Neither of us knew what came next in the candlelight of the wedding, and even now, in the light of day and passing years, the story still unfolds with all its terrible uncertainty. But of this I am sure: There is a mercy in the shadows of pain—a severe one, but present nonetheless. I do not even pretend to know exactly what it looks like, though we both felt it like a gift as we two strangers became family in those moments.
In the severe and intense roads we walk, we find (sometimes again and again) that we are never alone and all who walk a painful road walk it next to the Everlasting Love who has known us always and will know us and love us forever.
Moment by moment.
Ellie Poole Ewoldt is the author of Chase Away Cancer. She is a wife to one, mother to four, a daughter, a sister, and a friend. With a life-long love of reading, writing and history, she has a degree from North Central College in early modern European history with a minor in art history.
Currently, her skill set includes being able to keep several plates in the air while talking to small children about not throwing plates, labeling the “weird stain” on the rug correctly, and being able to navigate an entire playroom without stepping on a single Lego.
In 2010, she started a small family blog as a way to share daily life, child-related anecdotes and the continued search for God’s goodness as she and her husband, Bob, began to raise four children in an eleven hundred square foot condo. Writing the beautiful, silly, and hard became a way of practicing thankfulness and seeking “stones of remembrance”, and so, on Tuesday morning, July 31, 2012 when their lives changed forever with the words “there’s a large mass” sending them into a deep, complex journey through pediatric cancer, Ellie began to chronicle the life and fight of their third child, Chase, and the affect of the disease on their family as they continued to search for joy in the worst of times.
Her days are spent caring for quickly growing children, walking alongside Chase in his battle with cancer and resulting special neurological needs, and continuing to chronicle God’s faithfulness in the big and small things alike. Ellie and her husband Bob have shared Chase’s story on behalf of Ann & Robert H. Lurie Children’s Hospital of Chicago, and his story has been featured in venues such as Lurie Children’s, Children’s Miracle Network, the Ace Foundation, All For Hope, Cal’s Angels, Young Associate Board’s Run For Gus, and the St. Baldrick’s Foundation.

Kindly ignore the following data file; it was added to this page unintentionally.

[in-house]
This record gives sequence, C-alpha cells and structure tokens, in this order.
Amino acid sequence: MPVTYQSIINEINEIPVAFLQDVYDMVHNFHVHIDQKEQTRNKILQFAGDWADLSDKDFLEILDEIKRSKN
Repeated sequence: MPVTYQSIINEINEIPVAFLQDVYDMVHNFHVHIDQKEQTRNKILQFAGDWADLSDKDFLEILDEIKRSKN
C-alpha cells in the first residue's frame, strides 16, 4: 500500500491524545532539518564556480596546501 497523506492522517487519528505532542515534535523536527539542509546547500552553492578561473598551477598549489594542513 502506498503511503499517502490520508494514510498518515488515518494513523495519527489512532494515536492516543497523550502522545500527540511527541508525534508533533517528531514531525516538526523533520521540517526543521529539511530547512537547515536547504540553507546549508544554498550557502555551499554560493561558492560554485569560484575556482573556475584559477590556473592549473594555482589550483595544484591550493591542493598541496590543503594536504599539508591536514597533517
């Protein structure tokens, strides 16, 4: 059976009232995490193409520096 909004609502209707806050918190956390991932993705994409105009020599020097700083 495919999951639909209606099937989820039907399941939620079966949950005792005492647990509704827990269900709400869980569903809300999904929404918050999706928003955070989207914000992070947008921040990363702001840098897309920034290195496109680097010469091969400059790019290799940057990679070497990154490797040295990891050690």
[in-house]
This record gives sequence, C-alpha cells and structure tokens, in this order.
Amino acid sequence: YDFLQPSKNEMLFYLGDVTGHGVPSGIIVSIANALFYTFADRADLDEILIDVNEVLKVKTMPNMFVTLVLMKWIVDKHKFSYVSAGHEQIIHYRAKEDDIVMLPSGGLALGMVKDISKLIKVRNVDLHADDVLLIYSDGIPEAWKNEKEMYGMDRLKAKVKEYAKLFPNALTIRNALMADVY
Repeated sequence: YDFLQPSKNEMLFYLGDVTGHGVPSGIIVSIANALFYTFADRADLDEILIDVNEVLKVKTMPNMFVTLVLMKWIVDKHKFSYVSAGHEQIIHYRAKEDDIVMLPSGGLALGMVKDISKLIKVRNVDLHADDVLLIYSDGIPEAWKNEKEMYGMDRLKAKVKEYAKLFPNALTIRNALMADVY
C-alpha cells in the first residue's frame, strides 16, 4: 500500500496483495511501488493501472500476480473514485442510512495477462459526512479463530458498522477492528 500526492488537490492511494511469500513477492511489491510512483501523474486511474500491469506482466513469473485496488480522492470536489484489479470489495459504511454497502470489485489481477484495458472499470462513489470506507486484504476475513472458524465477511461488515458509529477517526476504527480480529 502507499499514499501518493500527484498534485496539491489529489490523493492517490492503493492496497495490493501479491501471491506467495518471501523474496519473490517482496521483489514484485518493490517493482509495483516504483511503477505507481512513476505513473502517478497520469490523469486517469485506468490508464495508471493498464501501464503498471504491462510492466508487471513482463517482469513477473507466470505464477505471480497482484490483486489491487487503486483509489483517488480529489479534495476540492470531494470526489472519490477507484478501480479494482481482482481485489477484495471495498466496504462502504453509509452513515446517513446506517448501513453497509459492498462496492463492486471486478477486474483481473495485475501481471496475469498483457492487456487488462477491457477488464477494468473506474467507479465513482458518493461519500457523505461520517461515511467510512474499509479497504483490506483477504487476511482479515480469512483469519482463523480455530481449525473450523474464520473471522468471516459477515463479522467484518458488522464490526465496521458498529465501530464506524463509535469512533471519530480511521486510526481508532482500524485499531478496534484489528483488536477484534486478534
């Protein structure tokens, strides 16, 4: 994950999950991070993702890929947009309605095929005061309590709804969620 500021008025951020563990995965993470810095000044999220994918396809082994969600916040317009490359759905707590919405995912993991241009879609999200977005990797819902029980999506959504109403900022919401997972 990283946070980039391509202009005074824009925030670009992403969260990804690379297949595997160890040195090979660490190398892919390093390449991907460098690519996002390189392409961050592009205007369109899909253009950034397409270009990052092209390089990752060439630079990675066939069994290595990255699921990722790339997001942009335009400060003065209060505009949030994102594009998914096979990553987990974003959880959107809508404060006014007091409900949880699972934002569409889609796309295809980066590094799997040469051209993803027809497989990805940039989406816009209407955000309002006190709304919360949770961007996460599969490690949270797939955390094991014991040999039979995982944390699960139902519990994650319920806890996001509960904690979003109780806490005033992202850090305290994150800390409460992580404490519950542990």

Chase Away Cancer: A Powerful True Story of Finding Light in a Dark Diagnosis by Ellie Poole Ewoldt
You may think you know how this cancer story goes. The characters: a little boy, a loving family, the team of doctors. The diagnosis: terminal, little hope for a cure. There are two possible outcomes. Will his family be plunged into extreme sorrow or miraculous joy?
What if the answer was both?
Ellie Poole Ewoldt debuts with a memoir of desperate hope and fierce love; of a family who refused to give up even when they heard the worst possible news for their two-year-old son, Chase. Moment by moment, the Ewoldts faced brain surgery and chemo, spinal taps and transfusions. And yet, the true miracle lay not in the medicine or Chase’s prognosis—rather, Chase’s life shows us the miracle of hope, even through the darkest nights. If there is anything he and the Ewoldts have learned, it is that God is always good and will stay at your side through every moment, no matter what it holds.
You’ll fall in love with Chase through his story and be inspired to help chase away cancer—for this headstrong boy, his fighting friends, and all those in your own life who need hope for whatever tomorrow may bring.